—What truth? —There is no light.
I love it when portraits have a warm/cold duality in the light, but it's tricky to find a location where the lights are naturally balanced and positioned to create this look. Easier is to find (or set up) a location where a warm ambient light (a lamp with a tungsten bulb, say) brings one part of the equation, and simply add a low-powered flash for the cold component.
But sometimes there isn't even a light to be found or "augmented", and simply throwing colors at your subject won't look natural—it will look faked, produced. Instead of faking it, you can suggest it by using various hints.
See? No light here.
Take this location, for example. We had been driving around, searching for a nice looking background in back alleys. What was supposed to be an overcast day (perfect for this) turned out to be a clear blue sky, so we had to find a spot where we were in the shadow of a building. I was looking for something gritty, with texture and personality, which included a door, window or garage frame to break the uniformity of a simple wall.
Another reason for including a door in the picture is that it is easy to believe, even without seeing it, that there is a light bulb installed above or next to the door. All you have to do is compose so that the [non-existent] light appears to be just out of the frame, throw a gridded light there (with a good amount of CTO) and presto, it looks like there was a bulb:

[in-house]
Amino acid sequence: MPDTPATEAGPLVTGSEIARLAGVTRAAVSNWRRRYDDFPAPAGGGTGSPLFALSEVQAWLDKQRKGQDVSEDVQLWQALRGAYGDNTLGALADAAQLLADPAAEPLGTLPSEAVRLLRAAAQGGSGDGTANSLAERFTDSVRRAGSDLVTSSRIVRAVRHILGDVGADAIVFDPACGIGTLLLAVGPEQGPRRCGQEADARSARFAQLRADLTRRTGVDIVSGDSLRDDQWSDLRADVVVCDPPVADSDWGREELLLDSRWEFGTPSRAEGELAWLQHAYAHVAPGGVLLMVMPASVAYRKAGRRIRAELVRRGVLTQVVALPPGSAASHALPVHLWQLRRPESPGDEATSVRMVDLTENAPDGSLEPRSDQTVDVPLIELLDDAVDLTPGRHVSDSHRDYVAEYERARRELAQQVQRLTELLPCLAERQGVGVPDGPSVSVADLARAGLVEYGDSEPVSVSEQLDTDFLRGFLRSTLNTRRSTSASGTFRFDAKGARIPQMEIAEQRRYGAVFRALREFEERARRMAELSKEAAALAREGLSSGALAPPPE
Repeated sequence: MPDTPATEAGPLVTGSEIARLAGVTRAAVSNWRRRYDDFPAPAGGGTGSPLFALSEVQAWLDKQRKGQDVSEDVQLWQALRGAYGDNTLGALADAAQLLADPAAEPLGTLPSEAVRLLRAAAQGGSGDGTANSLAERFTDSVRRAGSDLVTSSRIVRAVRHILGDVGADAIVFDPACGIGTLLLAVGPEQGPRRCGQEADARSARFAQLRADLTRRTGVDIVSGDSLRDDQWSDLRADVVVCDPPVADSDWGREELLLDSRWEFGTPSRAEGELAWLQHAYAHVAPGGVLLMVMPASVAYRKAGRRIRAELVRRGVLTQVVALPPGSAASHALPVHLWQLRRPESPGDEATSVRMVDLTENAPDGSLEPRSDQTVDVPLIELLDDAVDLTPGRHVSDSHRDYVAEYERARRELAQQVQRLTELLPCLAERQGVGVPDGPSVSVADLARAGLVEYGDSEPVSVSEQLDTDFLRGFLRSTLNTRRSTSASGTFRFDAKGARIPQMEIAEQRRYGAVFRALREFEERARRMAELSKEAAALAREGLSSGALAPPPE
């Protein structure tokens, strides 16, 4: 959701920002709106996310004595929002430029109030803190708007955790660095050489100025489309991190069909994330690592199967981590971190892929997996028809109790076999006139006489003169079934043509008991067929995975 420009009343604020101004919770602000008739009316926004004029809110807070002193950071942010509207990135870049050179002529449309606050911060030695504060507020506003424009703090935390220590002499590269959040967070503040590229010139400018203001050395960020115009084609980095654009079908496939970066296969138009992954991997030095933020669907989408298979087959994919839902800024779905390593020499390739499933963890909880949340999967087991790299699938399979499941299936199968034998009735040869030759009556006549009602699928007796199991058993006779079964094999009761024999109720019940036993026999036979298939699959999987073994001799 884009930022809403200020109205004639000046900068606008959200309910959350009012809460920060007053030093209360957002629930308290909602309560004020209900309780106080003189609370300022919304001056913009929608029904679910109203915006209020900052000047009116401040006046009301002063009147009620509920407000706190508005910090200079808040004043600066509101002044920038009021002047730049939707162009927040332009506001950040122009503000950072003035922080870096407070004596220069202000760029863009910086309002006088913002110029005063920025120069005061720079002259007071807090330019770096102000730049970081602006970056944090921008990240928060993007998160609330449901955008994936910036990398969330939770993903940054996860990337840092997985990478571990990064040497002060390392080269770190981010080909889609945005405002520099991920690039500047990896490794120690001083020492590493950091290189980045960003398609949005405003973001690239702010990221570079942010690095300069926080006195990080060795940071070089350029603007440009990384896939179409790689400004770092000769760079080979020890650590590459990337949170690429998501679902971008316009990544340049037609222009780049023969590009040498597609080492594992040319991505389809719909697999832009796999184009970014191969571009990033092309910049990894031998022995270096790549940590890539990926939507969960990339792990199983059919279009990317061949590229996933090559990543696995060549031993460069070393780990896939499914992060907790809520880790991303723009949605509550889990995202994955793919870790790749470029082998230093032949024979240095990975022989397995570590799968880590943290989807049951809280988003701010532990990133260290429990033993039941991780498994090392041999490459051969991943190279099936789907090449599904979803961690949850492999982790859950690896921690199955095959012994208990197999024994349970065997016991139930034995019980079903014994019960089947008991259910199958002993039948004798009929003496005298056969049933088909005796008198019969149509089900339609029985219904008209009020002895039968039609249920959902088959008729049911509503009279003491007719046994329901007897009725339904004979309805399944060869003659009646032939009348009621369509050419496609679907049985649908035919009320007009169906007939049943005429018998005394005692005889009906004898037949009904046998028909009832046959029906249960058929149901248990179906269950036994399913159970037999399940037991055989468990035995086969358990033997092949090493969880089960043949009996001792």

One light. (I later added more CTO to make the color more vivid.)
To complete the illusion, it has to look like the bulb is throwing light on your subject. Simply add another light (of the same color) coming from the position of the suggested light:
With two lights, it now looks believable.
Without the door frame, the warm spot on the wall would have looked out of place. And without this believable source of warm light, where would it be coming from to hit your subject? It's the combination that makes the whole thing work.
Keep in mind that this was shot in midday, so the ambient light, although diffused, was too strong to shoot at a wide aperture and make it look like an evening shot, so I added a few stops of ND in front of my lens. That's no problem for the studio lights I was using, since they pack enough power, but I had to rely on battery packs, since obviously there was no power outlet available.
In this case, the heavy-lifting is done by the flashes, but the cool ambient light acts as a fill. I added a large soft source (a 60" brolly) in the opposite direction as the key light on my subject.
After some tweaking of the lights, we shot some frames until I got the relaxed, natural expression I was looking for. I was framing horizontally while setting up the location to have a sense of how the whole area looked, but I chose to frame it vertically and closer for the final image, as it looks more intimate that way. The background contributes to the feel of the image, but the picture is not about the background.